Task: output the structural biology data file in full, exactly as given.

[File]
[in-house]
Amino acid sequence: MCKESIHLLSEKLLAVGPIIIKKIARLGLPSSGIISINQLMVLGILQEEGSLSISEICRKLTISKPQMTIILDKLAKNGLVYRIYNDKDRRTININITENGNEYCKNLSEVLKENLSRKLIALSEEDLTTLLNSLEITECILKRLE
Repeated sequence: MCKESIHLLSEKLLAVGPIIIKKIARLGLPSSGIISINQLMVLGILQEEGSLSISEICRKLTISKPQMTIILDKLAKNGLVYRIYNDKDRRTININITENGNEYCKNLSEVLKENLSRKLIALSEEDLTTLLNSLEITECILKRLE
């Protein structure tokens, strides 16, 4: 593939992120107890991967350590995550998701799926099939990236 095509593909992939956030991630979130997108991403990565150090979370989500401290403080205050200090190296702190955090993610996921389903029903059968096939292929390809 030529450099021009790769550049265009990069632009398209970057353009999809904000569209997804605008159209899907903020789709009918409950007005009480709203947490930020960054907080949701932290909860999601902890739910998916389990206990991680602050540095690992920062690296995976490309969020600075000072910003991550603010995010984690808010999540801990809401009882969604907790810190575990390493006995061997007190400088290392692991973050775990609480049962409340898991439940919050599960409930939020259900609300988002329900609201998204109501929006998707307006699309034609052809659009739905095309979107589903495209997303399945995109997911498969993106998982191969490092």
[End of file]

[in-house]
Amino acid sequence: MCKESIHLLSEKLLAVGPIIIKKIARLGLPSSGIISINQLMVLGILQEEGSLSISEICRKLTISKPQMTIILDKLAKNGLVYRIYNDKDRRTININITENGNEYCKNLSEVLKENLSRKLIALSEEDLTTLLNSLEITECILKRLE
Repeated sequence: MCKESIHLLSEKLLAVGPIIIKKIARLGLPSSGIISINQLMVLGILQEEGSLSISEICRKLTISKPQMTIILDKLAKNGLVYRIYNDKDRRTININITENGNEYCKNLSEVLKENLSRKLIALSEEDLTTLLNSLEITECILKRLE
């Protein structure tokens, strides 16, 4: 593939992120107890991967350590995550998701799926099939990236 095509593909992939956030991630979130997108991403990565150090979370989500401290403080205050200090190296702190955090993610996921389903029903059968096939292929390809 030529450099021009790769550049265009990069632009398209970057353009999809904000569209997804605008159209899907903020789709009918409950007005009480709203947490930020960054907080949701932290909860999601902890739910998916389990206990991680602050540095690992920062690296995976490309969020600075000072910003991550603010995010984690808010999540801990809401009882969604907790810190575990390493006995061997007190400088290392692991973050775990609480049962409340898991439940919050599960409930939020259900609300988002329900609201998204109501929006998707307006699309034609052809659009739905095309979107589903495209997303399945995109997911498969993106998982191969490092």